I'm writing a book that uses superheroes to explore science.
The book is aimed at people who wouldn't necessarily read comics and the book's structure (the characters to cover etc) is all set. But I'm still not sure how much to mention actual comics, as that might alienate my target audience (non-fans). I'd be interested in hearing your answers to the following question:
Why do you think more people watch superhero movies than read comic books?
Do non-comic fans experience greater escapism from the films than comics because the experience is passive than active, for example? I'm not a cognitive scientist, but maybe the brain finds movies less hard work and therefore more enjoyable? On the flip side, for those who've read non-fiction books about comics: What made you want to buy them, and what kept you reading? I haven't yet decided whether to accept a book deal or self-publish, so I ask these questions because the potential publisher has suggested I make very few references to comics so I don't risk making the book less accessible to a wide audience, which I can understand.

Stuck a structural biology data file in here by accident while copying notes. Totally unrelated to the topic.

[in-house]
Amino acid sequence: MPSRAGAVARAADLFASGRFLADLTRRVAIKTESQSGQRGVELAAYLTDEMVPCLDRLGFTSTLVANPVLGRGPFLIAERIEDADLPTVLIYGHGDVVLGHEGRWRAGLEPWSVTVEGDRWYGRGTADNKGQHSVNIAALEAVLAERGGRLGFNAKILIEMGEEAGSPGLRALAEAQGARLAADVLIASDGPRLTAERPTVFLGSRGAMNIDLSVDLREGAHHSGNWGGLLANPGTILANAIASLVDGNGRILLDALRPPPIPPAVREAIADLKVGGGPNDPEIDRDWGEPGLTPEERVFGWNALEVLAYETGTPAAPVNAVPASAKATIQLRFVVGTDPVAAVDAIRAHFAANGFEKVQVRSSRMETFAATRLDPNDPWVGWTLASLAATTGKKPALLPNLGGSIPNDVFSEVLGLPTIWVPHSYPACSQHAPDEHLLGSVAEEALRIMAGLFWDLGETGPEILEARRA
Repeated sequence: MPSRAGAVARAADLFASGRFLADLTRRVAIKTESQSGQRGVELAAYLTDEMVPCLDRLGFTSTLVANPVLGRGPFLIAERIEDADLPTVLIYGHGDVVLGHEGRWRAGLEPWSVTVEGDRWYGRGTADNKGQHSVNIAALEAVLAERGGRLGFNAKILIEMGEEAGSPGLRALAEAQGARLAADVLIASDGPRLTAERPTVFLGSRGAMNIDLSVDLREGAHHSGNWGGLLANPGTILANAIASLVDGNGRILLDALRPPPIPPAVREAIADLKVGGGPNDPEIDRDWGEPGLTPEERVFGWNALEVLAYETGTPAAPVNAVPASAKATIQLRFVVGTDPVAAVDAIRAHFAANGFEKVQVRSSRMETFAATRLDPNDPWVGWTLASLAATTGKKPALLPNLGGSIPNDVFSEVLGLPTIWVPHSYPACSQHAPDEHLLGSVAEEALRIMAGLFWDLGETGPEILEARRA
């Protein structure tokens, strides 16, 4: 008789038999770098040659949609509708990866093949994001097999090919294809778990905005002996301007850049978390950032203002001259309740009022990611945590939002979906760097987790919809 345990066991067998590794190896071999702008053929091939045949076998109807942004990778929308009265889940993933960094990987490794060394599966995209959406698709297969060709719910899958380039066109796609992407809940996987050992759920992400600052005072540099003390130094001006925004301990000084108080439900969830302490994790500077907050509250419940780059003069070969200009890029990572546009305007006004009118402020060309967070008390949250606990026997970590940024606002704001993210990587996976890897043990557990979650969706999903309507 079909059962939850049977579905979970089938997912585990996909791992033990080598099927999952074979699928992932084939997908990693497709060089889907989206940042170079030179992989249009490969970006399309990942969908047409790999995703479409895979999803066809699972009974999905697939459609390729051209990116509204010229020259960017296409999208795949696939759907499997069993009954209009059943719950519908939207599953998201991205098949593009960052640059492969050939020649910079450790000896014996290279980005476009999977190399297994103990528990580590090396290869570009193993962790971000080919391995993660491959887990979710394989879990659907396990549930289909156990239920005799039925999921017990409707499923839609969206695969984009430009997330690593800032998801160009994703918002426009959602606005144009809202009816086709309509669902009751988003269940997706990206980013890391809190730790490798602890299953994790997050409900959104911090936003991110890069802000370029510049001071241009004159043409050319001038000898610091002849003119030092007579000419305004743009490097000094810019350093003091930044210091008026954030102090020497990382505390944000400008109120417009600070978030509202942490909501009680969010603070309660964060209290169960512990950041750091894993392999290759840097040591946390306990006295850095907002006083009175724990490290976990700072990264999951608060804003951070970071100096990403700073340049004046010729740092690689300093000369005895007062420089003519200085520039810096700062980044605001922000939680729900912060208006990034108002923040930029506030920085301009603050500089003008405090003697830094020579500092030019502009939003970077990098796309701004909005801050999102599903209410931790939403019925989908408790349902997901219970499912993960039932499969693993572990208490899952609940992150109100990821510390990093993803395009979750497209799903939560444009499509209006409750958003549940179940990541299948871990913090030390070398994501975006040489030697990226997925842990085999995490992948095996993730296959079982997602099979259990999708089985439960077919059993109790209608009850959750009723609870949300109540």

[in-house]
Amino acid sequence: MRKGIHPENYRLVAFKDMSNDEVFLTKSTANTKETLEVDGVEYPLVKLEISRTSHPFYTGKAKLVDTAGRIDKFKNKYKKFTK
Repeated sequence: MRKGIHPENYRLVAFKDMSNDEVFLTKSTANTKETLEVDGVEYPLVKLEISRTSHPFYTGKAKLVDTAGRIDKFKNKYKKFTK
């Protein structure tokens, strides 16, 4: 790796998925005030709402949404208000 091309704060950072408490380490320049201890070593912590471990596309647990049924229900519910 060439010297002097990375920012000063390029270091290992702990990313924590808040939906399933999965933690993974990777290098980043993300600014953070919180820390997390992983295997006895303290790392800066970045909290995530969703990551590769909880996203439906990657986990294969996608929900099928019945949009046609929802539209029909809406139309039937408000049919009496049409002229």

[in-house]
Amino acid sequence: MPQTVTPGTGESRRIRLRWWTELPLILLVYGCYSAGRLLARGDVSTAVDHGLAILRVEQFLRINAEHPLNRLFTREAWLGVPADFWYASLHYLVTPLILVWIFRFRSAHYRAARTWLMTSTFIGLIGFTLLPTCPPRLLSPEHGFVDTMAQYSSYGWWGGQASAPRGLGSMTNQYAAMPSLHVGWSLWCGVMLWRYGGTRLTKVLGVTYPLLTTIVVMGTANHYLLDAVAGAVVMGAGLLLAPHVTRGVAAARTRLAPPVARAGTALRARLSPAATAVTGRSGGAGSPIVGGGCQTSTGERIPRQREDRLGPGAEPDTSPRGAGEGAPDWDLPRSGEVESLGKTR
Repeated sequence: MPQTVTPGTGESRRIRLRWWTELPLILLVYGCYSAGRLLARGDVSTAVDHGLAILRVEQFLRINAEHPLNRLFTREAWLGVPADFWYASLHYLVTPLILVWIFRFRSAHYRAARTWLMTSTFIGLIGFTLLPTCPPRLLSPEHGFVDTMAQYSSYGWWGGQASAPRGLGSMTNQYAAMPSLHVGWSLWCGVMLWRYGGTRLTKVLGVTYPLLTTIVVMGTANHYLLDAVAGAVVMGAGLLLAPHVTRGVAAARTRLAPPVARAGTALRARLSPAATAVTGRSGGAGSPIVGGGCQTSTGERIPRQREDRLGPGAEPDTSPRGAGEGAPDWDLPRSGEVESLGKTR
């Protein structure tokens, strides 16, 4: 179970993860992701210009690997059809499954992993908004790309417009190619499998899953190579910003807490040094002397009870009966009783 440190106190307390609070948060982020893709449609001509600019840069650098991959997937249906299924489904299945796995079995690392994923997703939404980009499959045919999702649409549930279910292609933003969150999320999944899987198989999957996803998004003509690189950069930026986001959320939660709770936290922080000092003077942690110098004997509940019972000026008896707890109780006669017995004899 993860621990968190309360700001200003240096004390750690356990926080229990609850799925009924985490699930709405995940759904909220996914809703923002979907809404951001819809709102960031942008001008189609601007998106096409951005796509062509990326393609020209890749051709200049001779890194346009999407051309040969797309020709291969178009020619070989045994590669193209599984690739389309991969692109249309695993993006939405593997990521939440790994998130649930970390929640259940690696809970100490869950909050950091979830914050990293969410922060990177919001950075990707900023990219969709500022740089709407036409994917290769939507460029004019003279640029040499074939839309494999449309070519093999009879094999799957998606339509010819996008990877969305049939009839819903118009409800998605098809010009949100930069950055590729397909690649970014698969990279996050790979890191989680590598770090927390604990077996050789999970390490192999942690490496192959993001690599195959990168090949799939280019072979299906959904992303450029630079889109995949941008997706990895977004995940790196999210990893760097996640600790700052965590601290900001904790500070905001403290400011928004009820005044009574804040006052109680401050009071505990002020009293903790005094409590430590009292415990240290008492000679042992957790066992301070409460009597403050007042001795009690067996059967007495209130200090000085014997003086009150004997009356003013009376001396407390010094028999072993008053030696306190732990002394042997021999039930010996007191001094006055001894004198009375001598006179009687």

Please don't suggest content for the book (I already have plenty to work with!) but if you've got any other thoughts or queries, don't hesitate to ask.
P.S. If you're interested in reading the book, you can pre-order a signed copy by supporting my Kickstarter project...
P.P.S. If you want to find out more about me, click the 'See full bio' link under my Kickstarter photo. I haven't previously published any long-form articles about the science of superheroes, but here's a short piece on the X-Men (sorry for the poor image quality -- it's a combination of a low-resolution PDF and Marvel's disastrous photoshopping)...
The Real X-Men: http://db.tt/RsrlhV1b